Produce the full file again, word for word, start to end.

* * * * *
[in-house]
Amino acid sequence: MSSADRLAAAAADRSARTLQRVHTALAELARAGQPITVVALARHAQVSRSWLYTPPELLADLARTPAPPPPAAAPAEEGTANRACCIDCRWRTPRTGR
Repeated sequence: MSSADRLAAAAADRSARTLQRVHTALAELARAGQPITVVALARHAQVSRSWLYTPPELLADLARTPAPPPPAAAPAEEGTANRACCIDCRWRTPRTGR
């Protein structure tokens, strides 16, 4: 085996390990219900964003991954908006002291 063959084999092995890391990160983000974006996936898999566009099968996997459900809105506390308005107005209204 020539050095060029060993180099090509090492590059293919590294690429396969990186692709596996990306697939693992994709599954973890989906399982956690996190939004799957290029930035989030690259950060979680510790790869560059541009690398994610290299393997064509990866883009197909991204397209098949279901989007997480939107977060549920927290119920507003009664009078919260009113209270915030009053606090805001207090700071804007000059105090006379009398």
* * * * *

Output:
[in-house]
Amino acid sequence: MSSADRLAAAAADRSARTLQRVHTALAELARAGQPITVVALARHAQVSRSWLYTPPELLADLARTPAPPPPAAAPAEEGTANRACCIDCRWRTPRTGR
Repeated sequence: MSSADRLAAAAADRSARTLQRVHTALAELARAGQPITVVALARHAQVSRSWLYTPPELLADLARTPAPPPPAAAPAEEGTANRACCIDCRWRTPRTGR
């Protein structure tokens, strides 16, 4: 085996390990219900964003991954908006002291 063959084999092995890391990160983000974006996936898999566009099968996997459900809105506390308005107005209204 020539050095060029060993180099090509090492590059293919590294690429396969990186692709596996990306697939693992994709599954973890989906399982956690996190939004799957290029930035989030690259950060979680510790790869560059541009690398994610290299393997064509990866883009197909991204397209098949279901989007997480939107977060549920927290119920507003009664009078919260009113209270915030009053606090805001207090700071804007000059105090006379009398």